Chief Jacob Folorunsho Adedokun is a renowned educationist, who retired as Permanent Secretary Establishment and Training, Governor’s Office, Kwara State in 2003 and now the National President of Erin-Ile Progressive Union. He marked 70 years birthday on Saturday. He shares his views with PILOT EDUCATION, on education sector and his life at 70. Excerpts:
How has life in retirement been so far?
Personally, I don’t feel anything. There is not much job to do because I was very much active in the service especially as a teacher. A teacher is always very active. All put together, I taught for about 28 years. If I taught for 28 years, it has become part and parcel of me. I couldn’t be idle again. I don’t feel much difference only that I couldn’t do as much job as I used to do while in service now that I am in retirement.
As an Educationist, you are quite aware of the challenges facing the education sector, what do you think is the genesis of this rot in the system?
If you go through educational psychology theories, I hardly judge Nigerians on the fact of the education system being high or low. If we say our standard is low, then it involves everybody. The government is involved. The parents are involved. The society is involved. The pupils or students themselves are involved. Government in the sense that there are so many areas to be covered having taken over voluntary agents schools from the owners. Government thought it could manage it but it is not easy. I attended an Anglican School, and Anglican Church was in charge of everything pertaining to the school though we had so little problems here and there but it was not as much as what we have today. We wouldn’t have dilapidated building because the church would have built it. We had some many good supervisors and teachers even though they paraded Grade II Certificate. But that designation did not prevent them from doing their jobs very well. When we were in the secondary schools, the kind of English we were speaking particularly when we got to the senior class, not many university students can speak such good English today. So, such shortfall would not be one person’s fault. It cuts across all the system. In our days, even though our parents were illiterates, they were very serious about our education and they checked our cards every week. My father was illiterate but anytime he saw red mark on the card he knew something must have gone wrong there. No parent does that these days. In fact, many pupils or students don’t even know the reason they go to school unlike those days when we were taught moral and encouraging teachings. Then, teachers, I am sorry to say, they are my colleagues; but teachers now are not as serious as in those days. We were thought by Grade II and III teachers who we would put on secondary school level of today but they were better than those who parade graduates certificates today. Go to the classroom and listen to the kind of English teachers speak. It’s very embarrassing. There is a primary school in front of my house here. A teacher brought a pupil to me and she was asking the pupil some questions. She asked the pupil, “What did you told me in the class.” I felt somehow, and that is the kind of English pupils listen to. It is a crime to speak poor or bad English for Pupils to hear.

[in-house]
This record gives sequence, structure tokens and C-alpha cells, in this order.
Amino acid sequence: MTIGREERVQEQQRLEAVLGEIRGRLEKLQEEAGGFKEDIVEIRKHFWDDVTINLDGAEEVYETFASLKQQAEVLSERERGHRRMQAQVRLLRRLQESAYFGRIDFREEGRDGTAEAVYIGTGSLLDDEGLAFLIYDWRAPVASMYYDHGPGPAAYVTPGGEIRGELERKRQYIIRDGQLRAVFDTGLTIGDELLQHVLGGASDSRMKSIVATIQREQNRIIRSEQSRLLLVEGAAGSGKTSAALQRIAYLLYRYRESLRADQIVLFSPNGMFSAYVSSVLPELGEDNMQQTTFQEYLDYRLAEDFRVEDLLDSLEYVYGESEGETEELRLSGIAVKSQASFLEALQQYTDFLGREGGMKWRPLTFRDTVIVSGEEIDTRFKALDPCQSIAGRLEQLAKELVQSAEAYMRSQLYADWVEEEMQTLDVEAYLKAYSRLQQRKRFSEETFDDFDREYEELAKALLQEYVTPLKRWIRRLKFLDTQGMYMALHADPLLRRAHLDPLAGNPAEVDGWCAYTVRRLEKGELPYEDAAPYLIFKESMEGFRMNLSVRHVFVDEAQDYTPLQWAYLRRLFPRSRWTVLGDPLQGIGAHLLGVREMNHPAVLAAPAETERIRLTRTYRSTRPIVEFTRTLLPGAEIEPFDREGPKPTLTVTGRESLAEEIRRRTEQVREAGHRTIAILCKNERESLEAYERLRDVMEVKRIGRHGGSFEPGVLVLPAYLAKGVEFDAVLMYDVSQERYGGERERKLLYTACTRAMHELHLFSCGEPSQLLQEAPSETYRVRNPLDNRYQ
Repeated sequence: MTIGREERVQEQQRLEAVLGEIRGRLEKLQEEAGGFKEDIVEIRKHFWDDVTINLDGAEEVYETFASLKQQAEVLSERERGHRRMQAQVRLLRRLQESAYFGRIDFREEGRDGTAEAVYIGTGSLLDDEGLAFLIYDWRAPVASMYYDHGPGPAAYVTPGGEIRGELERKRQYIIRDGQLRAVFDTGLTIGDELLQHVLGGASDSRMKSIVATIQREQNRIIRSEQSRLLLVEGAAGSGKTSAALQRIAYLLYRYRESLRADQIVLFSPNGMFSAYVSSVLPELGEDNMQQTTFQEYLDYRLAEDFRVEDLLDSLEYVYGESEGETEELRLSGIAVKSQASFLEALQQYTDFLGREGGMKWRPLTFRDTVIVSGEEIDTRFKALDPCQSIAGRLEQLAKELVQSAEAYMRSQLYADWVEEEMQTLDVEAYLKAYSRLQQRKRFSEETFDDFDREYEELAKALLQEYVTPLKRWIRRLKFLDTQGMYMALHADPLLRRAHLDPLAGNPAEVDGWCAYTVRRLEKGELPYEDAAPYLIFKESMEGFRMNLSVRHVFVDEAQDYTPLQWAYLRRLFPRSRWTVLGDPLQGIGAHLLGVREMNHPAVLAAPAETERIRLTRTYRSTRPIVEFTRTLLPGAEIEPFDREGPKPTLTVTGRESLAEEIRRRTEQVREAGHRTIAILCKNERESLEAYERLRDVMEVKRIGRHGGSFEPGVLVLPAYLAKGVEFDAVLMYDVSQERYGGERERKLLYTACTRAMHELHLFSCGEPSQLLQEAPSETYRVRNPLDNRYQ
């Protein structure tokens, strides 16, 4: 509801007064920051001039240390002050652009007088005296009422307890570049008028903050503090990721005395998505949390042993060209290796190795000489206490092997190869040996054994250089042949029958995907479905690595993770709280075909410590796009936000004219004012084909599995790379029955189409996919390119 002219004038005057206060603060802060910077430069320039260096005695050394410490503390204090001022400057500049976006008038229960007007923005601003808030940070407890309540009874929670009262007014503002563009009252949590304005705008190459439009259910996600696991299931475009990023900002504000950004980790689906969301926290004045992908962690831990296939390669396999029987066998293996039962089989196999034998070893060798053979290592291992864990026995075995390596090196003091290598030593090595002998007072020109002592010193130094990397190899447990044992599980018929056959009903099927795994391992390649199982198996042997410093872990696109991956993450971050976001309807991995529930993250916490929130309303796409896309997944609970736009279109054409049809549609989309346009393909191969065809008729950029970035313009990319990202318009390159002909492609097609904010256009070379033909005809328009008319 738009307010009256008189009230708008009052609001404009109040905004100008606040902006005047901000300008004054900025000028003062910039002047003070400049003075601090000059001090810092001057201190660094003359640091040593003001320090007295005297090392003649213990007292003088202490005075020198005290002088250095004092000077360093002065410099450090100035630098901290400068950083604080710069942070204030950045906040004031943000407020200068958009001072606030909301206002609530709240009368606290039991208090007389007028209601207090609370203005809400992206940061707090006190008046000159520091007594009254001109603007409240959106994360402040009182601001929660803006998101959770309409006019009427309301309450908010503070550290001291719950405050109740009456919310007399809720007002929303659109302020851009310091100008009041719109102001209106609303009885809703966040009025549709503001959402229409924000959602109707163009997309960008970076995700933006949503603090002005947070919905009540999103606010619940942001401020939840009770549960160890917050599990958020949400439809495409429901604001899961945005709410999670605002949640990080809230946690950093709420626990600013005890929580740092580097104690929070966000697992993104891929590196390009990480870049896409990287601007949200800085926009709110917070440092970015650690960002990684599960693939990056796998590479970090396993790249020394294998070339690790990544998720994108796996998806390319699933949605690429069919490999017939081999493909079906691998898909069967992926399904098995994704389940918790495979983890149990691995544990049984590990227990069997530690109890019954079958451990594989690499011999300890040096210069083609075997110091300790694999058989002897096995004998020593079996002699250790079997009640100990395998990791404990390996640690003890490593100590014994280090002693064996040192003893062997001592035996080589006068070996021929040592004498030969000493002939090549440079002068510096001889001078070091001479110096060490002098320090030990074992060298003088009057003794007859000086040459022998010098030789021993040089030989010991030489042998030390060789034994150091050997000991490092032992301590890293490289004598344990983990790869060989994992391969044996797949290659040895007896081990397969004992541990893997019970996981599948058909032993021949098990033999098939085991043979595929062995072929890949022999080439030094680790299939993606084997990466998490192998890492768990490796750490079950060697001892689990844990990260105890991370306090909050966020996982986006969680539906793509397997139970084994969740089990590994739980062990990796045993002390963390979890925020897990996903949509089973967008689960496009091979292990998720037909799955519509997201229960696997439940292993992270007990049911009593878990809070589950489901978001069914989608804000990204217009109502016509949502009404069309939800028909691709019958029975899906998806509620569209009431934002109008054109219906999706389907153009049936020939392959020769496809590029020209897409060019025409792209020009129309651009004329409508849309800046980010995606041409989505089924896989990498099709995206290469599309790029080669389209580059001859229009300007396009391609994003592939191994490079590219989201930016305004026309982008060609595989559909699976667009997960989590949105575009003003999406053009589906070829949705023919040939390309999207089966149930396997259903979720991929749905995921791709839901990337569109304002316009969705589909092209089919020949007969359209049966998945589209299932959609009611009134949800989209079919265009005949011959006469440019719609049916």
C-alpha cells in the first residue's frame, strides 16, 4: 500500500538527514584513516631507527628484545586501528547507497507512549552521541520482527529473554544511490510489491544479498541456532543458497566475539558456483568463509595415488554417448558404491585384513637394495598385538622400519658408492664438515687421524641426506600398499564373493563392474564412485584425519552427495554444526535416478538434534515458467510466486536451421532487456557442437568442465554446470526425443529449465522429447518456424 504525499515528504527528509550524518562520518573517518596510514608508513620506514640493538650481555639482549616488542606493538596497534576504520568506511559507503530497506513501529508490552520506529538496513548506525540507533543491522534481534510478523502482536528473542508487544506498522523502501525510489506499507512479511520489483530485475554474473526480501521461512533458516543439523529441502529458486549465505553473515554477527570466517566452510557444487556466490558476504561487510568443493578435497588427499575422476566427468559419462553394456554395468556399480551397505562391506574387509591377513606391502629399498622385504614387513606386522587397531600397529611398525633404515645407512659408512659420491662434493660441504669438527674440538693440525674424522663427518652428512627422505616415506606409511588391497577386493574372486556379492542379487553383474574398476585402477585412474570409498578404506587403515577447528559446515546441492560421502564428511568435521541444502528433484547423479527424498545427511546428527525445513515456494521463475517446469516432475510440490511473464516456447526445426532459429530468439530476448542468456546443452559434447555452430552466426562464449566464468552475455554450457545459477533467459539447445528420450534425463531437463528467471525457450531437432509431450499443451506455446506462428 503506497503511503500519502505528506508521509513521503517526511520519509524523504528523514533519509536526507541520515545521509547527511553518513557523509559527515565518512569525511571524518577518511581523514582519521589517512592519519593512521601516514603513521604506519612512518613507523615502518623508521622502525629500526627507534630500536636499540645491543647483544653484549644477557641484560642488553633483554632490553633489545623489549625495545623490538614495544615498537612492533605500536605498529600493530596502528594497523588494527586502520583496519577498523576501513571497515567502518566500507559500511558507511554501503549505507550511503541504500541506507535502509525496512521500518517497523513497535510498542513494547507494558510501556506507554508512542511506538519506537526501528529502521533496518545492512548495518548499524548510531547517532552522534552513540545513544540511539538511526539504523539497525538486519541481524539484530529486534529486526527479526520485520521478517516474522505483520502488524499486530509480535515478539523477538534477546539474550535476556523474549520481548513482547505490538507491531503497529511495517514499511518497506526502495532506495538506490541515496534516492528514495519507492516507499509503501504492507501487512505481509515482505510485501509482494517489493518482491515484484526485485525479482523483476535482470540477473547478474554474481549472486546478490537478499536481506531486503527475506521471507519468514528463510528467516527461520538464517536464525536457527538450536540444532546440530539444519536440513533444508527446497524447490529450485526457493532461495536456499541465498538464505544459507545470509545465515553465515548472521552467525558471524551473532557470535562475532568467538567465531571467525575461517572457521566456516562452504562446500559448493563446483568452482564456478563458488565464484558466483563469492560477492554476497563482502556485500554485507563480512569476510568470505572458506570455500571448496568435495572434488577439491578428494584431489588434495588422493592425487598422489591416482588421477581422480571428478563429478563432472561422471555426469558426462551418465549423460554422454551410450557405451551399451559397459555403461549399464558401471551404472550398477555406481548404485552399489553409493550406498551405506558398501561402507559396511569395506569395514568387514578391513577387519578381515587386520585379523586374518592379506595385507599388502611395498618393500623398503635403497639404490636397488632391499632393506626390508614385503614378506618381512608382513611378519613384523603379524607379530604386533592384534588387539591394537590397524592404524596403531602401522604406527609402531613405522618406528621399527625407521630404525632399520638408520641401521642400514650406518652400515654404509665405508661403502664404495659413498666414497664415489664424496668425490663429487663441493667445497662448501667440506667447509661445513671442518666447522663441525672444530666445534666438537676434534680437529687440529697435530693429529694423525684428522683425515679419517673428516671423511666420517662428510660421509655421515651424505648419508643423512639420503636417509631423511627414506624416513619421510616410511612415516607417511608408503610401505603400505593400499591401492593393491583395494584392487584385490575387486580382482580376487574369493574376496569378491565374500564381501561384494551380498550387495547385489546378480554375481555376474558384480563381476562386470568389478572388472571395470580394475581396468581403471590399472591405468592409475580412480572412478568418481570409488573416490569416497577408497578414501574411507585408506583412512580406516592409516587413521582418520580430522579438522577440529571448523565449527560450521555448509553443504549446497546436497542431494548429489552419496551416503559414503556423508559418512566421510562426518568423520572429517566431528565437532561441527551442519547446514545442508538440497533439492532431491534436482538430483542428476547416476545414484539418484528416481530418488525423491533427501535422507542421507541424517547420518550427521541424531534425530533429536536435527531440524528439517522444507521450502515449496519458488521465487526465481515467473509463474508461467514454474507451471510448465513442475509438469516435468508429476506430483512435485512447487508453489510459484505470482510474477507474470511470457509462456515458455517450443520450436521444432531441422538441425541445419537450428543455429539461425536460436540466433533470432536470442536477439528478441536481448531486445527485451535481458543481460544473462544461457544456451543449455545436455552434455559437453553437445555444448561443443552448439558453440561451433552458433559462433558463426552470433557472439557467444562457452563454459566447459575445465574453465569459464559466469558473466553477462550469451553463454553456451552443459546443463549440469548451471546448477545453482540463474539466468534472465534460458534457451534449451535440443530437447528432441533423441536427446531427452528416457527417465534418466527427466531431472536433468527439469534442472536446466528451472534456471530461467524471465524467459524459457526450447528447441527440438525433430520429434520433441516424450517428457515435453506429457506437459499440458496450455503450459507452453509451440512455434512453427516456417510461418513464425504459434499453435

Do you share the belief that public schools have been killed?
I won’t say they have been killed. You could say they are sick, but they are not yet dead. Somehow we now see people coming up with good schools in terms of building. Some buildings are being funded by financial aid from the Federal Government. But when we talk, we are not particular about the buildings or structures in schools of today. We were referring to products of those schools. I just spoke about teachers now; pupils of today are very lazy. They want their teachers to write everything for them or they demand handouts. They won’t read at the library. I have two children at the University of Ilorin. I used to check their notes and I could see crimes committed by those lecturers.
What solution would you proffer to these challenges?
I wouldn’t know how to go about the solution. If you want to go to heaven, then, you have to prepare yourself for heaven. If you are hungry, and hunger is the problem that has been making you shout on everybody; we have known the cause of your shouting which is hunger, then, we give you food. Once, you eat; your behaviour changes. That is for the education. So, having identified the problems, let those problems be addressed.
How do you feel being 70. And did you envisage you will ever be 70?
Well, I have always put my hopes in God because it is only Him who decides. The Bible says, “I will do this or that if God permits”. You may wish to be this or that but God may say no. All we need to do is to pray. But for me, all my life I never struggle for anything. I only spend money that comes to me. If it does not come, that is all. But for me to be thinking of becoming a millionaire, No. Some years back, a banker promised to give me N1million loan and I told him I did not need it. If he had given me the money I would be thinking of repayment and how to even spend the money. I may not even sleep over night. From there, I might develop hypertension. So, I told him I didn’t need it. I don’t want problem. For me, being 70, I am unruffled. I just accept things as they come. I just pray to God to give me long life if He wants. If I say I want to be 90 and God says No, what can I do?